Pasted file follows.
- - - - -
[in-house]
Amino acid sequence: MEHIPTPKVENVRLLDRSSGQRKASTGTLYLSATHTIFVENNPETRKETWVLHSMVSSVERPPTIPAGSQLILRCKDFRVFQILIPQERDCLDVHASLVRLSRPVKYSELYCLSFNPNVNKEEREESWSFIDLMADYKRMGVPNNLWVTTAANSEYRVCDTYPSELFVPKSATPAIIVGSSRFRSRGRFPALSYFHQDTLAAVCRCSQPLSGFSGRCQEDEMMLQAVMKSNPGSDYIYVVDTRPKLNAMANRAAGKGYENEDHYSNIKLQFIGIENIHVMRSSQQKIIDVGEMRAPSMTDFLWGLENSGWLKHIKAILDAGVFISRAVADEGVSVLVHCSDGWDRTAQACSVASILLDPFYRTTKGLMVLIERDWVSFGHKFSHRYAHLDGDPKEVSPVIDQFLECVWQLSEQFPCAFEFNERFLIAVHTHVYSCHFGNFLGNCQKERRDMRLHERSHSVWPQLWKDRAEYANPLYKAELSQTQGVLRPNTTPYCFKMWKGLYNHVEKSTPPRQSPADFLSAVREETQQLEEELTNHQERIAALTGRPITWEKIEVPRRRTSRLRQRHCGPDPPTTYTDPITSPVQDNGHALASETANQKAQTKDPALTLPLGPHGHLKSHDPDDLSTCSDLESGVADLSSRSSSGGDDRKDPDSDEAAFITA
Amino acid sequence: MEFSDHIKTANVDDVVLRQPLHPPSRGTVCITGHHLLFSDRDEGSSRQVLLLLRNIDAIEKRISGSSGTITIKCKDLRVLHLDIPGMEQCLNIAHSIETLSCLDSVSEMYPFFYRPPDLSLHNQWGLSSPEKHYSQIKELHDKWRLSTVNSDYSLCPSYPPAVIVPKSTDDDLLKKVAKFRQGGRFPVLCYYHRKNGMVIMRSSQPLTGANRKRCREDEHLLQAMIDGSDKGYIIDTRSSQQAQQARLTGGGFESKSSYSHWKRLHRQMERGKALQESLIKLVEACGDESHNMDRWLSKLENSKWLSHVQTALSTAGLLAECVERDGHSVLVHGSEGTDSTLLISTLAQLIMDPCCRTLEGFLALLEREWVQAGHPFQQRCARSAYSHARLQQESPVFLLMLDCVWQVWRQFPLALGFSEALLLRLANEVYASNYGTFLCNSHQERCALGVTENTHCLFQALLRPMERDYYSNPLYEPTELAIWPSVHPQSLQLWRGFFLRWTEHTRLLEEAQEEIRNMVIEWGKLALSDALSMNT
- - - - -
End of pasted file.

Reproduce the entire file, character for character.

[in-house]
Amino acid sequence: MEHIPTPKVENVRLLDRSSGQRKASTGTLYLSATHTIFVENNPETRKETWVLHSMVSSVERPPTIPAGSQLILRCKDFRVFQILIPQERDCLDVHASLVRLSRPVKYSELYCLSFNPNVNKEEREESWSFIDLMADYKRMGVPNNLWVTTAANSEYRVCDTYPSELFVPKSATPAIIVGSSRFRSRGRFPALSYFHQDTLAAVCRCSQPLSGFSGRCQEDEMMLQAVMKSNPGSDYIYVVDTRPKLNAMANRAAGKGYENEDHYSNIKLQFIGIENIHVMRSSQQKIIDVGEMRAPSMTDFLWGLENSGWLKHIKAILDAGVFISRAVADEGVSVLVHCSDGWDRTAQACSVASILLDPFYRTTKGLMVLIERDWVSFGHKFSHRYAHLDGDPKEVSPVIDQFLECVWQLSEQFPCAFEFNERFLIAVHTHVYSCHFGNFLGNCQKERRDMRLHERSHSVWPQLWKDRAEYANPLYKAELSQTQGVLRPNTTPYCFKMWKGLYNHVEKSTPPRQSPADFLSAVREETQQLEEELTNHQERIAALTGRPITWEKIEVPRRRTSRLRQRHCGPDPPTTYTDPITSPVQDNGHALASETANQKAQTKDPALTLPLGPHGHLKSHDPDDLSTCSDLESGVADLSSRSSSGGDDRKDPDSDEAAFITA
Amino acid sequence: MEFSDHIKTANVDDVVLRQPLHPPSRGTVCITGHHLLFSDRDEGSSRQVLLLLRNIDAIEKRISGSSGTITIKCKDLRVLHLDIPGMEQCLNIAHSIETLSCLDSVSEMYPFFYRPPDLSLHNQWGLSSPEKHYSQIKELHDKWRLSTVNSDYSLCPSYPPAVIVPKSTDDDLLKKVAKFRQGGRFPVLCYYHRKNGMVIMRSSQPLTGANRKRCREDEHLLQAMIDGSDKGYIIDTRSSQQAQQARLTGGGFESKSSYSHWKRLHRQMERGKALQESLIKLVEACGDESHNMDRWLSKLENSKWLSHVQTALSTAGLLAECVERDGHSVLVHGSEGTDSTLLISTLAQLIMDPCCRTLEGFLALLEREWVQAGHPFQQRCARSAYSHARLQQESPVFLLMLDCVWQVWRQFPLALGFSEALLLRLANEVYASNYGTFLCNSHQERCALGVTENTHCLFQALLRPMERDYYSNPLYEPTELAIWPSVHPQSLQLWRGFFLRWTEHTRLLEEAQEEIRNMVIEWGKLALSDALSMNT